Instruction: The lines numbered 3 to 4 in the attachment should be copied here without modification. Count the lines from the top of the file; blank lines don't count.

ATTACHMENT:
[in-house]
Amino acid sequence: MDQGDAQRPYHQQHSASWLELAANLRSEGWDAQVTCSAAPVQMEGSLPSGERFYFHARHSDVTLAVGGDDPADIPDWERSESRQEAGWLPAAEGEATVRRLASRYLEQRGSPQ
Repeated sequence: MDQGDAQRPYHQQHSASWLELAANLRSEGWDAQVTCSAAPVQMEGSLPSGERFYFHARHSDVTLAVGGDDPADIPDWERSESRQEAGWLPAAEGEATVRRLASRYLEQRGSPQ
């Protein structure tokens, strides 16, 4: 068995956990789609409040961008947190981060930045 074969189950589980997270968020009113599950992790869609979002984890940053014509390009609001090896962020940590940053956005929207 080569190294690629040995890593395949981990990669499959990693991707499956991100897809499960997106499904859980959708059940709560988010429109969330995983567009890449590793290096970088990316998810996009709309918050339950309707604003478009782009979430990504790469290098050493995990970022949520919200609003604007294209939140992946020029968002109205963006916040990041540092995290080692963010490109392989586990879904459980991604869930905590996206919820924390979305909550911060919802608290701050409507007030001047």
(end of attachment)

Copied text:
Repeated sequence: MDQGDAQRPYHQQHSASWLELAANLRSEGWDAQVTCSAAPVQMEGSLPSGERFYFHARHSDVTLAVGGDDPADIPDWERSESRQEAGWLPAAEGEATVRRLASRYLEQRGSPQ
């Protein structure tokens, strides 16, 4: 068995956990789609409040961008947190981060930045 074969189950589980997270968020009113599950992790869609979002984890940053014509390009609001090896962020940590940053956005929207 080569190294690629040995890593395949981990990669499959990693991707499956991100897809499960997106499904859980959708059940709560988010429109969330995983567009890449590793290096970088990316998810996009709309918050339950309707604003478009782009979430990504790469290098050493995990970022949520919200609003604007294209939140992946020029968002109205963006916040990041540092995290080692963010490109392989586990879904459980991604869930905590996206919820924390979305909550911060919802608290701050409507007030001047």